Startups rely on cash, but it’s also important to manage that cash effectively to avoid problems. The cash burn is the pace at which you spend down your cash reserves. It offers a way for you to measure how fast you’re going through your bank balance and helps you estimate how long your startup has before it runs out of money. This is vital for the timing of funding rounds and also how to manage costs. Understanding the two different types of cash burn, the gross burn and the net burn , can help you manage your cash.
Calculating Gross and Net Cash Burn
Cash Burn helps you see how much money you spend, especially when you’re first getting your startup off the ground and don’t have a lot of sales-generating revenue to cover your expenses. Your gross cash burn is the total amount of money you spend in a certain period, and you typically calculate it on a monthly basis. If you have $10,000 of total operating expenses each month, your gross cash burn is $10,000 because this is your actual cash outlay for operating expenses.
Your net cash burn is the difference between the revenue you take in and your expenses. This calculation comes in handy if your company already generates some revenue, because it can be a gauge to show how close your revenue is to covering your expenses. If your total expenses are $15,000 and total revenue is $8,000 for a certain period, your net burn is $7,000. If your total revenue is $20,000 with the same $15,000 in expenses, you have a profit. Traditional economy businesses with a positive net income typically don’t use the net cash burn metric, because it is more useful for startups trying to determine how long they have before they burn through the initial capital.
Understanding Your Runway
Knowing your cash burn is only useful if you apply your knowledge to long-term planning. One way to do this is to use the cash burn to calculate your runway, or the amount of time you have before you run out of cash based on how much money you have in the bank. To calculate your runway, divide your cash burn by the total cash at bank. This calculation lets you figure out how long your company has to survive on your current bank balance. If your startup has a cash burn of $5,000 per month and a cash balance of $75,000, your company can survive for 15 more months before you run out of money at your current rate.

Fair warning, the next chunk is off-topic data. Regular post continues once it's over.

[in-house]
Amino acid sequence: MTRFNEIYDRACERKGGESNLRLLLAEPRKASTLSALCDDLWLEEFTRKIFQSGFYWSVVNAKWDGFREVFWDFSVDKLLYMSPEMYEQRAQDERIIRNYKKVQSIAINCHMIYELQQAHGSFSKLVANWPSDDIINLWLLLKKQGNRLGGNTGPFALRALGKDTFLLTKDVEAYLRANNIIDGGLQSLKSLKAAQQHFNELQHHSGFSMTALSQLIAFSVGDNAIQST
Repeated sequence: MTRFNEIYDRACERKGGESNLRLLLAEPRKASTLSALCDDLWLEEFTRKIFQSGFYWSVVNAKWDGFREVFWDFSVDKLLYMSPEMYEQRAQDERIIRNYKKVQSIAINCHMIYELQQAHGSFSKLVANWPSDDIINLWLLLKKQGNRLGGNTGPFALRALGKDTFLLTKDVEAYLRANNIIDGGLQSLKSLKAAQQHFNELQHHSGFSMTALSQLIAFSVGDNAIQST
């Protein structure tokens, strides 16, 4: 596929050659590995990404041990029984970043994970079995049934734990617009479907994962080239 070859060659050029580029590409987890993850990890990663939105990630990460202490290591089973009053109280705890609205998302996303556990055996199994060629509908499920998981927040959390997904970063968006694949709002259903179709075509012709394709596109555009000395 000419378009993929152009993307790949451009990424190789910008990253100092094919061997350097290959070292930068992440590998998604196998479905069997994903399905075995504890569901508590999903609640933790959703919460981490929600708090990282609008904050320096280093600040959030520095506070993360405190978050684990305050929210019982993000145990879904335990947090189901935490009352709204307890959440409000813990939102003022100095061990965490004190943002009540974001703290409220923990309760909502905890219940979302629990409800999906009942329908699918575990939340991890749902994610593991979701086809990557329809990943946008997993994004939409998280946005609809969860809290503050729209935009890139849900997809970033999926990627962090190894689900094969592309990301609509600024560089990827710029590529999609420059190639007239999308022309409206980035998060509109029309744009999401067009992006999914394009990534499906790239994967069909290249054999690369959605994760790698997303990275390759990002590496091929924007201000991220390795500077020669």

How to Change Your Cash Burn
If your cash burn shows you’re using up your cash reserves too quickly, you may need to slow your burn rate by spending less money or increasing revenue. Continuing to spend at the high cash burn may cause you to run out of cash before you can increase your sales enough to cover your expenses. If you shift your expenses to a fixed-cost structure, you increase the risk profile of your startup, but this lets you keep more profit as your company expands and decreases your overall cash burn. You can monitor receivables by shortening your payment terms or offering additional ways for vendors to pay. You can also perform cash flow management techniques such as delaying debt payment until immediately before they’re due to maximize the amount of interest revenue you may accrue. If you are building a startup , you can also seek new investors to extend your runway.
Importance of Tracking Cash Burn
If you know your cash burn , you’re better prepared for long-term success. If your cash burn shows a rapidly diminishing runway, you may decide to put off large cash outlays, for example. Knowing your cash burn may be a motivator to cut your expenses or find ways to rapidly increase your revenue to cover the difference.
A high cash burn can also impact your startup in other ways. Venture Capitalists may think twice if your cash burn is too high. Your suppliers may tighten credit terms as your cash burn increases to protect themselves from your potential default. Although these are normal business practices, calculating your cash burn and finding your runway period gives you the information you need to plan and increase your chances of having enough cash on hand.
When you’re starting your business, tracking your cash burn is important for knowing how long your cash can last. Using quality accounting can help you track those expenses and revenue to more easily calculate cash burn and other metrics. Improve your cash flow with invoices, payments, and expense tracking.